Further, we are mindful of the distinction between refusal to grant an injunction which is based on the merits of a case, or lack of jurisdiction or improper venue, and the quite different kind of refusal based "on the wisdom of consolidating certain claims for trial". Id. at 828 (quoting National Machinery Co. v. Waterbury Farrell Foundry & Mach. Co., 290 F.2d 527, 528 (2 Cir.1961) (per curiam)). As Judge Friendly said in Stewart-Warner:3
"Where the order is of the former type, the danger of serious harm from the court's erroneous belief in the existence of a legal barrier to its entertaining a claim for an injunction has been thought to outweigh the general undesirability of interlocutory appeals." 325 F.2d at 829.
Judge Newman's determination that the instant action is inappropriate for class treatment in no way refuses an injunction. Our cases have so held. City of New York v. International Pipe & Ceramics Corp., 410 F.2d 295 (2 Cir.1969); Lipsett v. United States, 359 F.2d 956, 958 (2 Cir.1966); All American Airways v. Elderd, 209 F.2d 247 (2 Cir.1954); cf. Male v. Crossroads Associates, 469 F.2d 616, 619 n.3 (2 Cir.1972) (class action determination not reviewable absent "extraordinary circumstances", citing Eisen and referring to the death knell doctrine, "with no discussion of the possibility of jurisdiction under section 1292(a)(1) although it would seem to be an appropriate case for it", Marguiles, Appealability of Class Action Determinations, 44 Ford.L.Rev. 548, 567 n.7 (1975)).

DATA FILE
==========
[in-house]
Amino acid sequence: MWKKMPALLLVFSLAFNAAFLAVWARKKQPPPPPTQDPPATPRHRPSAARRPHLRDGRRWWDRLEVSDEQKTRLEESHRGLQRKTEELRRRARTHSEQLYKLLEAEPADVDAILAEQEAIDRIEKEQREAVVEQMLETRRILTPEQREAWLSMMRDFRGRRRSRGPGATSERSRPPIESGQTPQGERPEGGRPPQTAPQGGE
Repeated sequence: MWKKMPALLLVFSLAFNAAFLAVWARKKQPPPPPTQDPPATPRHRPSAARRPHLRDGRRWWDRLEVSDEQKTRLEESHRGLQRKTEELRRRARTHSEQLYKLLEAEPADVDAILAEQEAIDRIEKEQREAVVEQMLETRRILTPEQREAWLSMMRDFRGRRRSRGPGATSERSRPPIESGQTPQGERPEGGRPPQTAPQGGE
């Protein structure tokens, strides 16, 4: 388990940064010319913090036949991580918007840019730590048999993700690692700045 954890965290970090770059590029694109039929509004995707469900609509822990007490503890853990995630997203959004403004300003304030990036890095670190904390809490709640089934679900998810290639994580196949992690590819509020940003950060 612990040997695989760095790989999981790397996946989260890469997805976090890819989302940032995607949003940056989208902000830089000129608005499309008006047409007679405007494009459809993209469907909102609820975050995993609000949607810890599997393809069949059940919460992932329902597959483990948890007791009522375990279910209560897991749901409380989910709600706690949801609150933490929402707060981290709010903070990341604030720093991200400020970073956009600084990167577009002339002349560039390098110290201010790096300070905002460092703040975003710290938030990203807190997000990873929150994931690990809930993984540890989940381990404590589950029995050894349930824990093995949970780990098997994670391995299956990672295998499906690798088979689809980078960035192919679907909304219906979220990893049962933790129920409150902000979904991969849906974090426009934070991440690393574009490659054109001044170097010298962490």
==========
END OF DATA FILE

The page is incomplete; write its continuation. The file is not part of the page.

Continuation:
Build of Buffalo v. Sedita, 441 F.2d 284 (2 Cir.1971), is not to the contrary. There we held appealable, under § 1292(a)(1), an order of the district court which dismissed plaintiffs' civil rights complaint as to three defendants for failure to state a claim upon which relief could be granted. The three defendants were the Mayor, the Commissioner of Police, and the Department of Human Relations of the City of Buffalo. The allegations of the complaint against the individual police officers remained.
Build of Buffalo is distinguishable from the instant case in several material respects. First, the complaint in that case was supplemented by "a motion for a preliminary injunction to restrain defendants pendente lite from committing a formidable list of specific kinds of abusive police practices." 441 F.2d at 286. "By granting the motion of the (three defendants) to dismiss, the district court effectively denied at the same time plaintiffs' motion for a preliminary injunction as against those defendants." Id. This is just the kind of "interlocutory (order) of serious, perhaps irreparable consequence", Baltimore Contractors, supra, 348 U.S. at 181, to which § 1292(a)(1) was directed. See also Jenkins v. Blue Cross Mutual Hospital Ins. Co., 522 F.2d 1235 (7 Cir.1975); Rodgers v. United States Steel Corp., 508 F.2d 152, 160 (3 Cir.), (dictum) cert. denied, 423 U.S. 832 (1975).